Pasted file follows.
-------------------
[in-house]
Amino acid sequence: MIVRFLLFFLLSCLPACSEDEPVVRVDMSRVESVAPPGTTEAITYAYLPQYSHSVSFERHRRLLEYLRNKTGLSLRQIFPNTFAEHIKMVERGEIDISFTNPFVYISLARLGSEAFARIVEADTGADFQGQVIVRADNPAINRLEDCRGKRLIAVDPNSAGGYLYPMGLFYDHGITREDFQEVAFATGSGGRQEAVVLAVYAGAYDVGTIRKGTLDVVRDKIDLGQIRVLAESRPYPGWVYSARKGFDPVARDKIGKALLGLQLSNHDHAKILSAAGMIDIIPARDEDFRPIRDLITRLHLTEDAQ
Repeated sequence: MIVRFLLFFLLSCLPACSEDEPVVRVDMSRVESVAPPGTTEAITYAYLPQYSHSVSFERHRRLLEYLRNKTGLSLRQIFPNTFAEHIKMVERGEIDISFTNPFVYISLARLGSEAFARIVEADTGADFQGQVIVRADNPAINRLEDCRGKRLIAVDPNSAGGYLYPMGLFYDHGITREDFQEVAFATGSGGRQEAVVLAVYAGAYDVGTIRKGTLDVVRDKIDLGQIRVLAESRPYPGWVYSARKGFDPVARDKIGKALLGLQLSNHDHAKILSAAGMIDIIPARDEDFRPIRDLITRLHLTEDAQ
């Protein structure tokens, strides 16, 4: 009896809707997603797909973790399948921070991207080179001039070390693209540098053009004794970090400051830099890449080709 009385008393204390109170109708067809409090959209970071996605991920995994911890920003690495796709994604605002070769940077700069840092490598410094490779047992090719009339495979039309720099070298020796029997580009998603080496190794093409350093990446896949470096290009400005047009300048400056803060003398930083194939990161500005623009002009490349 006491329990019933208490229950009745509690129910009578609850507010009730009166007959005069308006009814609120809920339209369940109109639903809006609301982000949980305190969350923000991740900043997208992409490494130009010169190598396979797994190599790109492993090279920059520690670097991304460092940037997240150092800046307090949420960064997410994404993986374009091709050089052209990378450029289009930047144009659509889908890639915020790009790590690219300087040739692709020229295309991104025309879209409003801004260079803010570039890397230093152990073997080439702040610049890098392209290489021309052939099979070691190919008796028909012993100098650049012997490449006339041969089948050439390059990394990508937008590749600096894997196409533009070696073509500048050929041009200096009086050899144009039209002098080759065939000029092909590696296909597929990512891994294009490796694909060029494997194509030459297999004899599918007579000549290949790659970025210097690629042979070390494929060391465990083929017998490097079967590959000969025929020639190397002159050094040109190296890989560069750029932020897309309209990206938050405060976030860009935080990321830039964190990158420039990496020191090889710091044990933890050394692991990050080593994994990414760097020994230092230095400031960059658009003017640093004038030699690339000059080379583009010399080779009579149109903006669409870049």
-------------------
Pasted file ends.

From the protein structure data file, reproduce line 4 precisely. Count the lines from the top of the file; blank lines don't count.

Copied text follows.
């Protein structure tokens, strides 16, 4: 009896809707997603797909973790399948921070991207080179001039070390693209540098053009004794970090400051830099890449080709 009385008393204390109170109708067809409090959209970071996605991920995994911890920003690495796709994604605002070769940077700069840092490598410094490779047992090719009339495979039309720099070298020796029997580009998603080496190794093409350093990446896949470096290009400005047009300048400056803060003398930083194939990161500005623009002009490349 006491329990019933208490229950009745509690129910009578609850507010009730009166007959005069308006009814609120809920339209369940109109639903809006609301982000949980305190969350923000991740900043997208992409490494130009010169190598396979797994190599790109492993090279920059520690670097991304460092940037997240150092800046307090949420960064997410994404993986374009091709050089052209990378450029289009930047144009659509889908890639915020790009790590690219300087040739692709020229295309991104025309879209409003801004260079803010570039890397230093152990073997080439702040610049890098392209290489021309052939099979070691190919008796028909012993100098650049012997490449006339041969089948050439390059990394990508937008590749600096894997196409533009070696073509500048050929041009200096009086050899144009039209002098080759065939000029092909590696296909597929990512891994294009490796694909060029494997194509030459297999004899599918007579000549290949790659970025210097690629042979070390494929060391465990083929017998490097079967590959000969025929020639190397002159050094040109190296890989560069750029932020897309309209990206938050405060976030860009935080990321830039964190990158420039990496020191090889710091044990933890050394692991990050080593994994990414760097020994230092230095400031960059658009003017640093004038030699690339000059080379583009010399080779009579149109903006669409870049």